To bring these categories to life, Muslim Americans who fit the paradigms share their views. Imam Mohamed Al-Darsani of Florida, for example, though he “looks and sounds modernist,” is a literalist Muslim because he maintains a strict view of the Qur’an and the tradition of the Prophet. Sheikha Fariha Fatima al-Jerrahi, a convert in New York, embraces the mystical aspects of Islam and incorporates elements of Christianity into it. And modernist Najah Bazzy, of Michigan, feels that the spirit of the Declaration of Independence, one of America’s founding documents, is Islamic because of its emphasis on equality, justice and tolerance.
Hailey Woldt, a member of Ahmed’s team, felt a connection to Bazzy because of a shared heritage.
“My family came over around the same time [as Bazzy’s] through Ellis Island,” Woldt said. “I really identified with her story about her grandfather coming over, working in the factories, going up through American society, and she is completely American and her daughter is completely American. I really realized that Islam is part of American society.”
Ahmed said his three categories of Muslim Americans do not apply when it comes to the African-American Muslim community. Muslim African slaves brought to America lost their identity, Ahmed said, and this created challenges for those who wanted to return to the religion of their ancestors.
“From that they then have to create their Islam, their understanding of Islam. Therefore, these three different models don’t easily [describe] the African-American community.”
With their unique religious experience, Ahmed said, African-American Muslims practice a distinctly American form of Islam. Immigrant Muslim communities, Ahmed said, may practice aspects of their faith they believe are based on religion but, in fact, are based on culture. On the other hand, he said, African Muslims tend to rely on an understanding of religious texts when it comes to their faith.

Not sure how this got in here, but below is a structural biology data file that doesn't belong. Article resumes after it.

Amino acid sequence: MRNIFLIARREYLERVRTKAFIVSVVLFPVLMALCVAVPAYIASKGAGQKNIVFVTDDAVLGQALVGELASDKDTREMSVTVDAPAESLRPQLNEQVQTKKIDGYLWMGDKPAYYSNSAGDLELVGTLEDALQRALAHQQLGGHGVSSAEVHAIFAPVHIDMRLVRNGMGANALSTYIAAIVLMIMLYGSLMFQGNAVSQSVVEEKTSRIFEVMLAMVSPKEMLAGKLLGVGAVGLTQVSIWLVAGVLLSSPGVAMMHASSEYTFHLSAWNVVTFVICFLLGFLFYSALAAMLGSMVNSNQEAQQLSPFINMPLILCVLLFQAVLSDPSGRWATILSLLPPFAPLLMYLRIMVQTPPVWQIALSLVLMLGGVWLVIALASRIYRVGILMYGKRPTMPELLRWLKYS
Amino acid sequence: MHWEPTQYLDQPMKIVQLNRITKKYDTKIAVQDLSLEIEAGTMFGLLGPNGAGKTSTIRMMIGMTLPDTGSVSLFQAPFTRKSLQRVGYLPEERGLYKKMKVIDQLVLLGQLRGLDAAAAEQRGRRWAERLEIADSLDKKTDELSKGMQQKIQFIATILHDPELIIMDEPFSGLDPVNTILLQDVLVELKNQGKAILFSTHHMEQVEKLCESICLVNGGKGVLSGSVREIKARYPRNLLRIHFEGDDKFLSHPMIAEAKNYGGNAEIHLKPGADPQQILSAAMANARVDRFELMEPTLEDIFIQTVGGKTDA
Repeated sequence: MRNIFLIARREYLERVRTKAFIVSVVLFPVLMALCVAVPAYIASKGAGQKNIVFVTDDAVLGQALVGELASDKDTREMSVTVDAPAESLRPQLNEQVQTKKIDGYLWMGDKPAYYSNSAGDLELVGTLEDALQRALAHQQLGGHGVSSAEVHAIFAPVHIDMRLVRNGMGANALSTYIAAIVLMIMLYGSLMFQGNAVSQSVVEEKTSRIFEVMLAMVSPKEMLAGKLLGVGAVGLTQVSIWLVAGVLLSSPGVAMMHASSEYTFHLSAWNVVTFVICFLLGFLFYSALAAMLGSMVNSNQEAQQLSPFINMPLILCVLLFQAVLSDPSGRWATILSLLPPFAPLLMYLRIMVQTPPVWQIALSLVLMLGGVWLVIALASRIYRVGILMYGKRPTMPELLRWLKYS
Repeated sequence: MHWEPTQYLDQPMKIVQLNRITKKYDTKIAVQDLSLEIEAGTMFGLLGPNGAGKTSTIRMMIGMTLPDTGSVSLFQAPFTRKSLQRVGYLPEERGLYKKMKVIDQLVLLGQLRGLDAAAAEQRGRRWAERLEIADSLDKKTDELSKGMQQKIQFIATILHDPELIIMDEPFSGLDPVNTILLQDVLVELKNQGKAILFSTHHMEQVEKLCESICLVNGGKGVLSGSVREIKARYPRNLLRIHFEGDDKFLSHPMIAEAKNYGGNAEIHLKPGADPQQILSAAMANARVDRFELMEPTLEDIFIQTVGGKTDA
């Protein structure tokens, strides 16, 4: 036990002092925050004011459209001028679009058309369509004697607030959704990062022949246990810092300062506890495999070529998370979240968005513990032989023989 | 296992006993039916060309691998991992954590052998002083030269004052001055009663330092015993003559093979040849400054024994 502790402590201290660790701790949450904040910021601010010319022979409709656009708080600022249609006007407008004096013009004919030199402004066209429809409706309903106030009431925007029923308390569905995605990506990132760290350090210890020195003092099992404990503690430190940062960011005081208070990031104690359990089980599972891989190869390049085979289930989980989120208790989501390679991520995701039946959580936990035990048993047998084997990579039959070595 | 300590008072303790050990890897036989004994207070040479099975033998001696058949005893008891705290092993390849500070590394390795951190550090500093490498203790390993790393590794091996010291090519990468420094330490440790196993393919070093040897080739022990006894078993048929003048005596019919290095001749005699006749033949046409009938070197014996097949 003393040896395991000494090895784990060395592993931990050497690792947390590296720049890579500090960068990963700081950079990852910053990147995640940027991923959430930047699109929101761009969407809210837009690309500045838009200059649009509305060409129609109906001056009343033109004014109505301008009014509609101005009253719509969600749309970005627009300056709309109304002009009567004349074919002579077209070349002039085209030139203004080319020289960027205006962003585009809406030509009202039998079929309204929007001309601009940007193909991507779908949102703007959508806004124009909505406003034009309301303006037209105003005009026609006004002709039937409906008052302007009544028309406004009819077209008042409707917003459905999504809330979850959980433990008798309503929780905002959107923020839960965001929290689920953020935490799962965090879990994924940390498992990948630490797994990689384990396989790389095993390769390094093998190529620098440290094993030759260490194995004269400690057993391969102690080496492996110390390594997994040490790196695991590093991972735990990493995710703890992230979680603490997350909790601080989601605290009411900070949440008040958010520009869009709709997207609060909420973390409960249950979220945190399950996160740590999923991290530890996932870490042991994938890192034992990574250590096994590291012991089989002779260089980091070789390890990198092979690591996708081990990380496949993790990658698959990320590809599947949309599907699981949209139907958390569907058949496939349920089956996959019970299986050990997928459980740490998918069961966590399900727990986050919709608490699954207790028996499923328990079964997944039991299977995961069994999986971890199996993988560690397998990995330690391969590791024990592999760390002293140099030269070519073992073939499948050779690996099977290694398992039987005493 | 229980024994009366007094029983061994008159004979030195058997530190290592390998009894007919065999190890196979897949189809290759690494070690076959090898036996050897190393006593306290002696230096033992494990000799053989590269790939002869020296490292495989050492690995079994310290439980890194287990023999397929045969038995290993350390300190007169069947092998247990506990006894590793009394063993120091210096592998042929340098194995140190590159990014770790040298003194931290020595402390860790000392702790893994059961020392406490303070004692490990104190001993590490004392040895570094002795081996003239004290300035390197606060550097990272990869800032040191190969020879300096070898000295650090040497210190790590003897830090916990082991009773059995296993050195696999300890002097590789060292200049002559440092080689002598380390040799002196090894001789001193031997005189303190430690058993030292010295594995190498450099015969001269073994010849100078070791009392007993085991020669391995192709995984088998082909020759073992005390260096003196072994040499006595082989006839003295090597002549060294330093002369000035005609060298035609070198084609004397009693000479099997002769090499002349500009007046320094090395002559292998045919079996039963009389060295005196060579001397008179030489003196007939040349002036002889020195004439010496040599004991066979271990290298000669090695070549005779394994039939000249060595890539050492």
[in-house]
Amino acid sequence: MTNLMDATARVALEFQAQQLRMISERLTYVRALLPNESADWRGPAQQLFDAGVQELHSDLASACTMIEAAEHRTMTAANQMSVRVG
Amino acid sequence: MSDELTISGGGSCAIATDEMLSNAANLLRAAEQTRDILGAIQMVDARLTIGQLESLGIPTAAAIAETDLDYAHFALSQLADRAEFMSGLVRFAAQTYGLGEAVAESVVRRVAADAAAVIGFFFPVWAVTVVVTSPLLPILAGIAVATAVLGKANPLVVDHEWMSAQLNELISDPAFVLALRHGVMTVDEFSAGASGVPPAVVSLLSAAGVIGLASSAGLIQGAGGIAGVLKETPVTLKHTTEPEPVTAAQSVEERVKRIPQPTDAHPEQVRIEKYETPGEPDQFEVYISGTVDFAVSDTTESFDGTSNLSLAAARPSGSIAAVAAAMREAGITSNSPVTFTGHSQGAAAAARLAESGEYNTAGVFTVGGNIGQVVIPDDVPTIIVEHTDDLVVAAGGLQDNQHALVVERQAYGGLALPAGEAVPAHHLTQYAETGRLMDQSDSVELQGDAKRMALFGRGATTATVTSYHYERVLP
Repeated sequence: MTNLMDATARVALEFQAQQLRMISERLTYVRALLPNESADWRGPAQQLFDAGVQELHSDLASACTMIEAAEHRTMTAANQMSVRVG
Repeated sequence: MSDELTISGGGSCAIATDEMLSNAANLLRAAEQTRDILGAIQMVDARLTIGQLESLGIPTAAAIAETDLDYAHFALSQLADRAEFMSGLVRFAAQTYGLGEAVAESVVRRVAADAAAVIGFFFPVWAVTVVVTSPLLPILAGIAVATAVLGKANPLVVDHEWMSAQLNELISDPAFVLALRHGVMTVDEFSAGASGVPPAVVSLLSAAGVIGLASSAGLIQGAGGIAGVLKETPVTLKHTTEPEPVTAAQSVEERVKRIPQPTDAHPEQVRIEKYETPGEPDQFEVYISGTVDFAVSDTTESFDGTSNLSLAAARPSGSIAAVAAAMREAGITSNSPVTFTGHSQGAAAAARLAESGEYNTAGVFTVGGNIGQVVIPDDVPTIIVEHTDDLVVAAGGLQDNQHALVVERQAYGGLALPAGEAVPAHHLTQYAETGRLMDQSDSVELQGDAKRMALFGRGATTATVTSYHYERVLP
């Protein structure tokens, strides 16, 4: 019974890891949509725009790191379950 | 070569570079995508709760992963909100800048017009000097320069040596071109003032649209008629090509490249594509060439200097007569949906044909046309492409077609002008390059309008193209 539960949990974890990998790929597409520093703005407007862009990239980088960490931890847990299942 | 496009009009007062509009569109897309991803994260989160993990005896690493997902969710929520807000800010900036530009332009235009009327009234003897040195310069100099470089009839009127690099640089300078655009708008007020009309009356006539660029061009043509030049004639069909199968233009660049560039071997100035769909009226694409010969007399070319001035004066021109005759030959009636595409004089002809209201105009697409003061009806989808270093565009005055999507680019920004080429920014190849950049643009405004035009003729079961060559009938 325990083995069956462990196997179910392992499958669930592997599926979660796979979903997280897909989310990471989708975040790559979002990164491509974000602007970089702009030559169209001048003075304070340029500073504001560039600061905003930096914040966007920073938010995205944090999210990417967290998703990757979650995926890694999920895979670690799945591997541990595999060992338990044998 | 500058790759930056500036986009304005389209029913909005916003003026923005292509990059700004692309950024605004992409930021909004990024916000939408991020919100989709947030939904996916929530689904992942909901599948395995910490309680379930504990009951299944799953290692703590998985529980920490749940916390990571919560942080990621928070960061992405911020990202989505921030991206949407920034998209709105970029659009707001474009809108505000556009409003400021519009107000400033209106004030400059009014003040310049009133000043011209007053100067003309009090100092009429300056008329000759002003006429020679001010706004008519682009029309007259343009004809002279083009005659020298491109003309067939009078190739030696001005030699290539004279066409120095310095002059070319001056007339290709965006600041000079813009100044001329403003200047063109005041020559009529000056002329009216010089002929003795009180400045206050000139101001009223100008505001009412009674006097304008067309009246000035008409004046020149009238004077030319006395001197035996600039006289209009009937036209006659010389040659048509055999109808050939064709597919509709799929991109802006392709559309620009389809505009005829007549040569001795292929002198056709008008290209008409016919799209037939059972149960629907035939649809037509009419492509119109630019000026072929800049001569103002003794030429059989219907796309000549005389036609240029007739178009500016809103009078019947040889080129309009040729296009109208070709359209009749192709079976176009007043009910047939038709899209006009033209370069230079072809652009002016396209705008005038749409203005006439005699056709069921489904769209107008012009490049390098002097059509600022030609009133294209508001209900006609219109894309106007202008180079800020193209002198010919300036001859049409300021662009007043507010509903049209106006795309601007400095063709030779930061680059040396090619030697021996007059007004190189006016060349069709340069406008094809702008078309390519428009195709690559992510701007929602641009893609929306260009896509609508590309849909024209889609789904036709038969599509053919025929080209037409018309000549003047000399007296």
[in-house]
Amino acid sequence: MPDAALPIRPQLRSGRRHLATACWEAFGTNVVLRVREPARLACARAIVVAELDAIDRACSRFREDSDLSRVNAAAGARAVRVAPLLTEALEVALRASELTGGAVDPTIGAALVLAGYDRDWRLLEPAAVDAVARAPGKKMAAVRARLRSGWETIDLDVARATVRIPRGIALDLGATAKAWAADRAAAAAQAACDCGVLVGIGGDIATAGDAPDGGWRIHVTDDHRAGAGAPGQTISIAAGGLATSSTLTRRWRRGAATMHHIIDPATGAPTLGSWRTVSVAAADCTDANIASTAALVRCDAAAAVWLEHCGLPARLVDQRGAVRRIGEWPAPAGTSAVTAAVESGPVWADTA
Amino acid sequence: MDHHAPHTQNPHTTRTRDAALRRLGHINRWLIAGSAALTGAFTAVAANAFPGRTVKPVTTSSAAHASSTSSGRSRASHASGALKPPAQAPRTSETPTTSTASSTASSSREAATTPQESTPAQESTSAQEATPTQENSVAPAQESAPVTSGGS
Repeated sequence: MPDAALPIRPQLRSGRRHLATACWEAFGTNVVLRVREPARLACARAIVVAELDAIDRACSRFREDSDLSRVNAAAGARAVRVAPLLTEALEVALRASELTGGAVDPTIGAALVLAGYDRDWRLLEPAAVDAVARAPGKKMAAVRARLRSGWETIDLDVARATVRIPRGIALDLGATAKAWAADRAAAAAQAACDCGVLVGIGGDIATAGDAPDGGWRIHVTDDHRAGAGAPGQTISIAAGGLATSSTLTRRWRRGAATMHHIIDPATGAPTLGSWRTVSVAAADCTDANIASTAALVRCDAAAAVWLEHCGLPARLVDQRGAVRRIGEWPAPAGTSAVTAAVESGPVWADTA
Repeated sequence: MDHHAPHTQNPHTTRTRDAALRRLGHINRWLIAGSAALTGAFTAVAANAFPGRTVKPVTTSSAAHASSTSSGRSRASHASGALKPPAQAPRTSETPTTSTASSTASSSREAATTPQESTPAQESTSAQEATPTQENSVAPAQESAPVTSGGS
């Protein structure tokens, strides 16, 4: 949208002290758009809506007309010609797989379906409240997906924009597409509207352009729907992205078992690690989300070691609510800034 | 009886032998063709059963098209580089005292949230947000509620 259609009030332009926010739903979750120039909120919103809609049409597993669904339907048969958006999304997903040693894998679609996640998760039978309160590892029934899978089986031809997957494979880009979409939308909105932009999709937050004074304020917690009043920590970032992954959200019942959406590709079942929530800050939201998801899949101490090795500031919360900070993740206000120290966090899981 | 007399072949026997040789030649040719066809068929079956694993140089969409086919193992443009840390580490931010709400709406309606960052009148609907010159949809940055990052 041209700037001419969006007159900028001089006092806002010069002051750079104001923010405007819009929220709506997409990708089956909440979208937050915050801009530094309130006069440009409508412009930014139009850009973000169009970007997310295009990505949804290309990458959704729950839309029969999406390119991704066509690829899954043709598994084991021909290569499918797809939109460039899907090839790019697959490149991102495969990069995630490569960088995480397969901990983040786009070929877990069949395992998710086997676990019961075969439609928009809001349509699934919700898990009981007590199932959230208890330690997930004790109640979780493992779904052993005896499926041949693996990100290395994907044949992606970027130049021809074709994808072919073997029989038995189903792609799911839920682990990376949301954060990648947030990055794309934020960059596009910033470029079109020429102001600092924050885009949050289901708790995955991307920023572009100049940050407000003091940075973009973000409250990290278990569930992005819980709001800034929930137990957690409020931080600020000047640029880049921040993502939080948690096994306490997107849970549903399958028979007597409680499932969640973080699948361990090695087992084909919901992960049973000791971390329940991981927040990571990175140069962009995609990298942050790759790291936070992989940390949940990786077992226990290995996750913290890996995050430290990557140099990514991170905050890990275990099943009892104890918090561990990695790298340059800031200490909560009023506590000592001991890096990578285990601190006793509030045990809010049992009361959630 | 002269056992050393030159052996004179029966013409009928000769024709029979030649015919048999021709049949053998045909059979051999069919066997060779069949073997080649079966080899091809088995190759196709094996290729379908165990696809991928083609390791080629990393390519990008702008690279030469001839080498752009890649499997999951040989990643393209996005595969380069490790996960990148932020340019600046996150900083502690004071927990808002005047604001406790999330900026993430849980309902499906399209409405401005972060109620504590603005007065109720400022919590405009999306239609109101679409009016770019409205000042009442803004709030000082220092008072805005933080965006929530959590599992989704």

American converts to Islam fascinate Ahmed, and throughout his American journey, he asked them about their new faith. Sheikh Hamza Yusuf of California, for example, began his quest for spirituality after nearly dying in a car accident. Khadija Rivera of Florida was always drawn to God despite the distractions of the modern world and converted to Islam after college.
The book devotes separate chapters to Jewish-Muslim and Mormon-Muslim relations. Ahmed said that unlike other American religious groups, Mormons are familiar with Islam, as he found in a visit to Utah.
As for Judaism and Islam, Ahmed says in the book, “No two religions have more in common.” He cites the historical challenges faced by Jews to be accepted in the United States and the growing dialogue between Muslims and Jews.
Ahmed said he hopes his book helps build bridges, giving American Muslims and non-Muslims a greater understanding of one another.
“Ideally, I’d like the average American to read it, and hopefully the average Muslim to read it, so that they begin to appreciate each other and to learn about each other,” he said. “They would gain a great deal, because this is the first book that demystifies Muslims in America and also helps demystify America itself.”
(This is a product of the Bureau of International Information Programs, US Department of State. Web site: http://www.america.gov)